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SOUTH PORTLAND — State Rep. Chris Kessler, D-South Portland, hopes to provide relief to renters by proposing a bill that would require advanced warning of rent increases and more time to comply with eviction notices.
LD 308 would increae the notice period to terminate a “tenancy at will” – which is occupancy by a tenant without a lease or written agreement – from 30 days to 60.
Notice for rent increases would also be extended from 45 to 75 days under the proposal. This, Kessler said, is “widely supported,” noting that South Portland and other nearby municipalities have already enacted such ordinances.
Doubling the advance time for terminating a tenancy at will, he continued, is what’s “contentious.”
Brit Vitalius, president of the Southern Maine Landlord Association, said the proposal shows “ignorance” of the fact that landlords’ “primary responsibility is to protect tenants from other tenants,” and could allow people to stay longer when situations require immediate action.
Under state law, landlords must give tenants either a 30-day or seven-day written notice to leave, or both can be combined into one notice. Any “notice to quit” must also advise tenants of their right to contest the eviction in court.
About three years ago, Kessler founded the South Portland Tenants Association and advocated for the city’s first housing security ordinance as a member of the ad hoc Affordable Housing Committee.
However, before the council enacted the 75-day written notice of any rent increase in 2017, Kessler resigned from the panel, citing frustration with the makeup of the committee and the legal advice it received.
But for Kessler, renters’ rights and housing security hit even closer to home than that.
“This whole topic was born out of my own experience as a renter when I was given a notice to quit for no fault of my own or my family’s, and 30 days was just not enough time to find a place to live in this housing market,” he said Feb. 14. “We didn’t find a place for 60 days.”
Kessler said he is sympathetic to those being “forced to leave for no fault of their own,” who, for example, might not be able to afford rent increases or whose landlords want to convert their units into short-term rentals.
Further, in these situations, tenants are often at a disadvantage, Kessler added, and aren’t necessarily able to navigate the legal system and advocate for themselves.
“It’s a major disruption to their lives,” he said. “I feel strongly that giving them the courtesy of 60 days is just the right thing to do. … I’m advocating for those that can’t advocate for themselves.”
But Kessler acknowledged that not everyone agrees, especially landlords.
What makes it so, he suggested, is landlords’ experiences with renters who stop paying rent or damage property after receiving a notice to quit.
He added that in many cases when evictions are challenged, they often go to lengthy meditations and hearings that result in rulings in favor of the tenant, with extended payment deadlines.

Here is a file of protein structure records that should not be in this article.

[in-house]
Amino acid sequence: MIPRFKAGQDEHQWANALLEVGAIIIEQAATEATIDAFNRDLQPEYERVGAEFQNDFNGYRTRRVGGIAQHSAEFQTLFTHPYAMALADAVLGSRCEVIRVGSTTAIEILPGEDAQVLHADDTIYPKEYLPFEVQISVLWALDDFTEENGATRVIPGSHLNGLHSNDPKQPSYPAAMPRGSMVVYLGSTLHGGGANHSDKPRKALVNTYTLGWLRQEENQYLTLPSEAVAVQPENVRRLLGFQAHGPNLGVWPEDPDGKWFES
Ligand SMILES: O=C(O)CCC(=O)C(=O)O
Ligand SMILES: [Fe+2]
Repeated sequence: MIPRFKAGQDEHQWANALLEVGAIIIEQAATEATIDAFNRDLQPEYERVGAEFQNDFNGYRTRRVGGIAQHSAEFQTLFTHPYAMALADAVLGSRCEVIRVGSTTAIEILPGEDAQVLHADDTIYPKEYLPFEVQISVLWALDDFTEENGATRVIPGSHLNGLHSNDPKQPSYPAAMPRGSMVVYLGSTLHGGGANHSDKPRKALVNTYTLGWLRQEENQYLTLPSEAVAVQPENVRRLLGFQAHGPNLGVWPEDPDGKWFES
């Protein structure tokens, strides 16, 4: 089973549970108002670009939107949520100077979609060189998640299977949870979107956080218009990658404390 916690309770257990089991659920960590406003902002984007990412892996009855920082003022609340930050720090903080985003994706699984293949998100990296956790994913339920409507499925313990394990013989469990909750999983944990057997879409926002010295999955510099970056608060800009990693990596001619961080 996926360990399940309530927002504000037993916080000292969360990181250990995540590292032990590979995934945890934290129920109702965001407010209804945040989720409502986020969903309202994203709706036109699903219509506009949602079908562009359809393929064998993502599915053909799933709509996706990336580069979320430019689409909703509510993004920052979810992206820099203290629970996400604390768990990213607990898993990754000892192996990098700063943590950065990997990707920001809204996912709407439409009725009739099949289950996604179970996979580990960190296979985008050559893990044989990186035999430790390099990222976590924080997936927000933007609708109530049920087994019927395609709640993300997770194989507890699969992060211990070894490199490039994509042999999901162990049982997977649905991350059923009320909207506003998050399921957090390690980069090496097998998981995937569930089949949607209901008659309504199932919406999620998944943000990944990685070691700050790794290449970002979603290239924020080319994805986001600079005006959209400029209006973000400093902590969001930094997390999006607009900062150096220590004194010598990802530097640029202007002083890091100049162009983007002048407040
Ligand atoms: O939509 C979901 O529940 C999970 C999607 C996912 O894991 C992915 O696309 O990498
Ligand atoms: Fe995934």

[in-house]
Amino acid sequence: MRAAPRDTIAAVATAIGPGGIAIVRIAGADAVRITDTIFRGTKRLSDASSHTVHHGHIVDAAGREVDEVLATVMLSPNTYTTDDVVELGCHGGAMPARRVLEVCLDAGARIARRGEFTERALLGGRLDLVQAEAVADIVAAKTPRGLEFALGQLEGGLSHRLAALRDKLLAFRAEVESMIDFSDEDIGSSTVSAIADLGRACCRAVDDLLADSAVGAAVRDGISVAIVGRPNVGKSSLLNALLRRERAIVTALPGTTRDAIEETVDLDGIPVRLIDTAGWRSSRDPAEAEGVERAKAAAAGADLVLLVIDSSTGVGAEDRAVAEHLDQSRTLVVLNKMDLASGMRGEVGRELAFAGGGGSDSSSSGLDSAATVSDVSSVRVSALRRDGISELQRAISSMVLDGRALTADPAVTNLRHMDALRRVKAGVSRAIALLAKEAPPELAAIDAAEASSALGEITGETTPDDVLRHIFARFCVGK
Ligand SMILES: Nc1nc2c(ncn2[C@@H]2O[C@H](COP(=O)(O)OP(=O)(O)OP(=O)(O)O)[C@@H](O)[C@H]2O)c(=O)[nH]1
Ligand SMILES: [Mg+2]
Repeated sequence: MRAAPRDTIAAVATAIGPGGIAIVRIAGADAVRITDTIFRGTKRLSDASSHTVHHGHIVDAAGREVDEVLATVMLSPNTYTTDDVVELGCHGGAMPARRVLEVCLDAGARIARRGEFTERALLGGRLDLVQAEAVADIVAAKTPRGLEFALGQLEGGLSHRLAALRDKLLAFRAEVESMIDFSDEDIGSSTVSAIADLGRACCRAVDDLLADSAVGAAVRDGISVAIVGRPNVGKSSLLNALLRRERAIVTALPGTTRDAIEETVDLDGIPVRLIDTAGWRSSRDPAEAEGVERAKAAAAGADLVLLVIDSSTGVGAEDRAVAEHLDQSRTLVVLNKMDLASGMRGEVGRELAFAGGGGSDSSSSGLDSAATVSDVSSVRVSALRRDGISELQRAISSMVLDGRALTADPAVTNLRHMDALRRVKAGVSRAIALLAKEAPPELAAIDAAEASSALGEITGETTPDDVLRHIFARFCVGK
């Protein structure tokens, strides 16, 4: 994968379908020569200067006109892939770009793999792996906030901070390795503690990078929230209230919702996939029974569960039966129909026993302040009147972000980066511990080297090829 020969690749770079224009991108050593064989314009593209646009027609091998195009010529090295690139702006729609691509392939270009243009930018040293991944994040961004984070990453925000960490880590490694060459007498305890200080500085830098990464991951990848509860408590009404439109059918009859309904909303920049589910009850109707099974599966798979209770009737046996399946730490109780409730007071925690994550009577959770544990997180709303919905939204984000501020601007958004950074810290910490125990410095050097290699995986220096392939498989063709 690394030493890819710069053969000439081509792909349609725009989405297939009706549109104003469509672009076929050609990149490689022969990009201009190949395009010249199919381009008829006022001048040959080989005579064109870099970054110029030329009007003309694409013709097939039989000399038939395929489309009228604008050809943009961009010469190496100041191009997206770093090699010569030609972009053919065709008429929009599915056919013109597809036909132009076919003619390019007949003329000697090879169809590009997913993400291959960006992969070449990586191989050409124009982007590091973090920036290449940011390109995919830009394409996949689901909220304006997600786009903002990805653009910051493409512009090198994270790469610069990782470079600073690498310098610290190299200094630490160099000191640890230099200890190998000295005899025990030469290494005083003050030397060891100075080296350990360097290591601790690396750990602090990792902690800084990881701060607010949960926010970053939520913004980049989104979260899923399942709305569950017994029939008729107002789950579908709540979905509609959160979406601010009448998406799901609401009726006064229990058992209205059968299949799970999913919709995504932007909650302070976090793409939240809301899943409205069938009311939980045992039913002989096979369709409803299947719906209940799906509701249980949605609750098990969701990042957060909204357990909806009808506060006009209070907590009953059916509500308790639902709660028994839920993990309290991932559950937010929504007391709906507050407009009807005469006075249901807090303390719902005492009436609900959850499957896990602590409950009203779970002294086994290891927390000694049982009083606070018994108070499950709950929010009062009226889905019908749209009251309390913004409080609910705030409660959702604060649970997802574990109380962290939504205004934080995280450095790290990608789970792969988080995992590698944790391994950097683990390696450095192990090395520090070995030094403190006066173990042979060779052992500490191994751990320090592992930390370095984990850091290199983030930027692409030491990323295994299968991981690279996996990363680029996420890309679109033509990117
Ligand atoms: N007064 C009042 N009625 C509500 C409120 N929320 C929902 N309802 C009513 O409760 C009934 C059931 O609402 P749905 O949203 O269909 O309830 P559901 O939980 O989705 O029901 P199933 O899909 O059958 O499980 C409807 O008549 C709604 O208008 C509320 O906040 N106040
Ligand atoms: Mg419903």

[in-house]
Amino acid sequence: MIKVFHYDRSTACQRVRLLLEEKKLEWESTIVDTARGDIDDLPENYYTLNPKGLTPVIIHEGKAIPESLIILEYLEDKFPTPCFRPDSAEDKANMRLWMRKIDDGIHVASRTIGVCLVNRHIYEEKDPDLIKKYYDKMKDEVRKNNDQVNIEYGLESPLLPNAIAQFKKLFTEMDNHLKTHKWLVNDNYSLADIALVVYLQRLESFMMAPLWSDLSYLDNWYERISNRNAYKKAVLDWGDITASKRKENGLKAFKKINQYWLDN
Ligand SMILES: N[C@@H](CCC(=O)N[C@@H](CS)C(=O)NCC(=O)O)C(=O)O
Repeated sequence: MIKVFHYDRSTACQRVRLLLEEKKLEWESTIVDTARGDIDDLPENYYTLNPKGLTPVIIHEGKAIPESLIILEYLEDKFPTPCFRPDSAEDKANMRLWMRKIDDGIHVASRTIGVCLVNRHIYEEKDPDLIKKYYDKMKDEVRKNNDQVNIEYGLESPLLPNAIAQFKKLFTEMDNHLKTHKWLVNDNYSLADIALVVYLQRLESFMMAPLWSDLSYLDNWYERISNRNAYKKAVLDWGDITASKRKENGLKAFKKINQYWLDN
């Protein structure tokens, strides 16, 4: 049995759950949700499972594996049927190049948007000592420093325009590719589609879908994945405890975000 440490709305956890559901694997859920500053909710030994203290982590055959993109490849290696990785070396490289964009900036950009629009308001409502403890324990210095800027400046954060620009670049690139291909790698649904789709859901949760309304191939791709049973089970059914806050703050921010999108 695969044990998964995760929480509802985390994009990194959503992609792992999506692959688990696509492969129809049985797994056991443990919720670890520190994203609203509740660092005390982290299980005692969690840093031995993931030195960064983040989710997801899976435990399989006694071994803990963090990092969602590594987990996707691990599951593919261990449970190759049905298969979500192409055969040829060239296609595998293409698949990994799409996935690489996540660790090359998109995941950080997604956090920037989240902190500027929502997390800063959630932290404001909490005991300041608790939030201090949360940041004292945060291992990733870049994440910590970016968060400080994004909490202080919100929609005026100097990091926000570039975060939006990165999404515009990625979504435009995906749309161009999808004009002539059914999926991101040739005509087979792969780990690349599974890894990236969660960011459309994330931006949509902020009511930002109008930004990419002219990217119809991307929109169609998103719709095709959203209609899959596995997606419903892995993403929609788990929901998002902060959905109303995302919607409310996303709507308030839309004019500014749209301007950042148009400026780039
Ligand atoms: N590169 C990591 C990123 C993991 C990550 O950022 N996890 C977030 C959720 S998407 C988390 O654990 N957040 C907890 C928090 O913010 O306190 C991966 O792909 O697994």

The judicial process for landlord-tenant disputes is another issue, Kessler said, that needs to be addressed separately.
Vitalius said more extreme cases of eviction might involve someone who is dealing drugs or harassing a neighbor.
“In these cases,” he said, “60 days becomes a very long time.”
Kessler said his bill would not eliminate or change the seven-day notice periods landlords are allowed in severe circumstances, such as when tenants heavily damage a unit, are a “nuisance” to neighbors, or are seven days or more behind in rent.
“Landlords have the right for a seven-day notice in those circumstances. … Not every landlord knows that,” Kessler said. “So there’s also an education component that needs to be addressed.”
Vitalius countered that many tenant disturbance issues are difficult to prove in court, which is required for a seven-day notice. When that is the case, a 30-day period addresses issues that don’t rise to seven-day evictions.
“That’s why landlords care about this,” he said.
Additionally, Vitalius noted the law would only cover a “narrow slice” of rental situations by applying only to tenancies at will.
According to the House Democratic Office, Kessler’s bill will have a public hearing before the Labor and Housing Committee in the coming weeks. An exact date, Kessler said, hasn’t been set.
Once the committee sees the bill, Kessler said he already has an amendment to propose that would stipulate that tenants don’t need to give as long as 60 days notice if they decide to leave.
“The bill was drafted for tenants to give 60 days, but that sometimes is not possible, like if you have a job offer in another state,” Kessler said. “Once it reaches committee, it becomes the committee’s bill, so I will be advocating for them to make exceptions for special circumstances or just allow 30 days for tenants.”
Rep. Chris Kessler, D-South Portland, has proposed a bill that would require landlords to give 60 days’ notice for termination of tenancies at will, rather than 30, and 75 day’s notice of rent increases, rather than 45.